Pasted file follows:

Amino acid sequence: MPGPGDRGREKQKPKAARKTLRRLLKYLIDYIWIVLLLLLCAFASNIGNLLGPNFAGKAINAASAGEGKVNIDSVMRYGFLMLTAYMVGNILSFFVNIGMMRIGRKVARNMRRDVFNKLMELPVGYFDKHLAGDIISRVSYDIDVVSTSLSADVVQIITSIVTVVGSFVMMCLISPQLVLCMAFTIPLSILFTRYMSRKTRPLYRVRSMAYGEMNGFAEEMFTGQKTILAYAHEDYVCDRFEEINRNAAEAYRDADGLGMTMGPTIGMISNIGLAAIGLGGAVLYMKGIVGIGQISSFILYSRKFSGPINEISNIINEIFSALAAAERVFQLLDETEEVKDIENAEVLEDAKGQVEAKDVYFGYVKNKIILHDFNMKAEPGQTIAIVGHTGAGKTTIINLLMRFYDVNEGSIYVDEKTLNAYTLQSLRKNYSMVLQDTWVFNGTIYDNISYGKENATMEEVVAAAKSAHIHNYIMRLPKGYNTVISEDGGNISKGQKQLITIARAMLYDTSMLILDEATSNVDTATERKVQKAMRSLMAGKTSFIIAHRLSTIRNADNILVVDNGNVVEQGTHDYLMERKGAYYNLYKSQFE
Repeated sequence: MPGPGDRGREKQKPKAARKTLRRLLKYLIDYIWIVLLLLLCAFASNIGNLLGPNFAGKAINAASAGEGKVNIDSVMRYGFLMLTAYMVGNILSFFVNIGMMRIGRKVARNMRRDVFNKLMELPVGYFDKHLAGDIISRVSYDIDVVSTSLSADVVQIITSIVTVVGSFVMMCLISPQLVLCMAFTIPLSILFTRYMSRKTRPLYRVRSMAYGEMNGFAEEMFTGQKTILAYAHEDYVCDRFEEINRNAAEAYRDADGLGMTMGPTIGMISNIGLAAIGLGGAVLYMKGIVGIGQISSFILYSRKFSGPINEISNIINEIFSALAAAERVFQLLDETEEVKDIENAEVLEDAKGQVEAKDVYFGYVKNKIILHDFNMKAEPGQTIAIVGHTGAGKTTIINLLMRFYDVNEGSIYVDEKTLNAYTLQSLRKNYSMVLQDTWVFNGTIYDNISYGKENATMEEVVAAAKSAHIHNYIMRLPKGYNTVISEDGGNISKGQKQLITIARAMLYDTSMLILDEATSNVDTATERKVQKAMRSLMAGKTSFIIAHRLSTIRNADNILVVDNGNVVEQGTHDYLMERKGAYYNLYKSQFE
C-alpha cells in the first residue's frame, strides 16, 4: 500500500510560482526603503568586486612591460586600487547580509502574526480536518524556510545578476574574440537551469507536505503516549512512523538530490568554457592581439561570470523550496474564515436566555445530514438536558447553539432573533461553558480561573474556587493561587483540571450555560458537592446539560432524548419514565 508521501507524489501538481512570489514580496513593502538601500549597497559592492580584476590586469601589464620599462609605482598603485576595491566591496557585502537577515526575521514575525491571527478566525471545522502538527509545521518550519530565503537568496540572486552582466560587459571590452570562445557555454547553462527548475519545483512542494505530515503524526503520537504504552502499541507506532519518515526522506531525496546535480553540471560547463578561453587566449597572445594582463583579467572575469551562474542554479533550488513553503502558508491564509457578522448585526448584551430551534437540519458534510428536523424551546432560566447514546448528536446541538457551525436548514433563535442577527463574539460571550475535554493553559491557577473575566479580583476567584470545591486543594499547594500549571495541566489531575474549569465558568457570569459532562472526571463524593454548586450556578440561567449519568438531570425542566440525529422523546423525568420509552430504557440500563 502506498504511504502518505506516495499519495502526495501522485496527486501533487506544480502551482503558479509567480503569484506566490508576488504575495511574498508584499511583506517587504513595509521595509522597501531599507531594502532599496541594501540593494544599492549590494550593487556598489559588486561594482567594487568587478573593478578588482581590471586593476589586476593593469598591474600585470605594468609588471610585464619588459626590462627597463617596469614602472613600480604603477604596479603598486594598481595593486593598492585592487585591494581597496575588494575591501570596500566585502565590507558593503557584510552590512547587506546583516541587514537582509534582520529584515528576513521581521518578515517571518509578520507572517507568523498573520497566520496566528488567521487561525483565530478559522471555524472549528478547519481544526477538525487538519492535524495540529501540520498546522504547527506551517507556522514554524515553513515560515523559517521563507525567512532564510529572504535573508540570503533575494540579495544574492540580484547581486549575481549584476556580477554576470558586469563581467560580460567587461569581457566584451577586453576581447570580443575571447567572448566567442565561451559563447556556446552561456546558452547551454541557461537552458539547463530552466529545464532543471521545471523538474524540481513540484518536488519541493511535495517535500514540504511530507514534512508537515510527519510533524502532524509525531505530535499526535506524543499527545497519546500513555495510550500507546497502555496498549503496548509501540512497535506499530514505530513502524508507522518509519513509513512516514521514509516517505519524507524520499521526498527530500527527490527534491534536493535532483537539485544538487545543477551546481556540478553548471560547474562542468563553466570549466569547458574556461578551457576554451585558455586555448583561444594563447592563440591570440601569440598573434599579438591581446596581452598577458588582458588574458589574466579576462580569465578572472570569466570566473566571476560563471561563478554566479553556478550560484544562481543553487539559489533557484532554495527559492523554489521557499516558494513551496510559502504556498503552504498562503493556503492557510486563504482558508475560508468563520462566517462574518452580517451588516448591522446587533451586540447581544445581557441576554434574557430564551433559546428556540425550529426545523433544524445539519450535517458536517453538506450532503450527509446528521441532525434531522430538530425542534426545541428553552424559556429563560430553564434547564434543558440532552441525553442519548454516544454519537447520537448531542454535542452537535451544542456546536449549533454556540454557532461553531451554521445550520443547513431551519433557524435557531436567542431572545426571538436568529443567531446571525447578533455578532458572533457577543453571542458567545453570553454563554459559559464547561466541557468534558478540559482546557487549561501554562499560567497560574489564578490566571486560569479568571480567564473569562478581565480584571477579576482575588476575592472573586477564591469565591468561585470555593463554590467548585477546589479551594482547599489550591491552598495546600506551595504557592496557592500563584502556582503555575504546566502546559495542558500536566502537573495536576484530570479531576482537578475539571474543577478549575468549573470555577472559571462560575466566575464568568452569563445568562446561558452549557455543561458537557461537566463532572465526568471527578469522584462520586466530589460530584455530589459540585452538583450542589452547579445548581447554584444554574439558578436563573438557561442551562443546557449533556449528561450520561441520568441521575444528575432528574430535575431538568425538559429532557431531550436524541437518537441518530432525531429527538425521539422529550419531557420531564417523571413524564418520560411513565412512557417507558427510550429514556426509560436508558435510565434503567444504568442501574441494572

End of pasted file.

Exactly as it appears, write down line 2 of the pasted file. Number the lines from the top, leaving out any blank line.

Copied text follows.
Repeated sequence: MPGPGDRGREKQKPKAARKTLRRLLKYLIDYIWIVLLLLLCAFASNIGNLLGPNFAGKAINAASAGEGKVNIDSVMRYGFLMLTAYMVGNILSFFVNIGMMRIGRKVARNMRRDVFNKLMELPVGYFDKHLAGDIISRVSYDIDVVSTSLSADVVQIITSIVTVVGSFVMMCLISPQLVLCMAFTIPLSILFTRYMSRKTRPLYRVRSMAYGEMNGFAEEMFTGQKTILAYAHEDYVCDRFEEINRNAAEAYRDADGLGMTMGPTIGMISNIGLAAIGLGGAVLYMKGIVGIGQISSFILYSRKFSGPINEISNIINEIFSALAAAERVFQLLDETEEVKDIENAEVLEDAKGQVEAKDVYFGYVKNKIILHDFNMKAEPGQTIAIVGHTGAGKTTIINLLMRFYDVNEGSIYVDEKTLNAYTLQSLRKNYSMVLQDTWVFNGTIYDNISYGKENATMEEVVAAAKSAHIHNYIMRLPKGYNTVISEDGGNISKGQKQLITIARAMLYDTSMLILDEATSNVDTATERKVQKAMRSLMAGKTSFIIAHRLSTIRNADNILVVDNGNVVEQGTHDYLMERKGAYYNLYKSQFE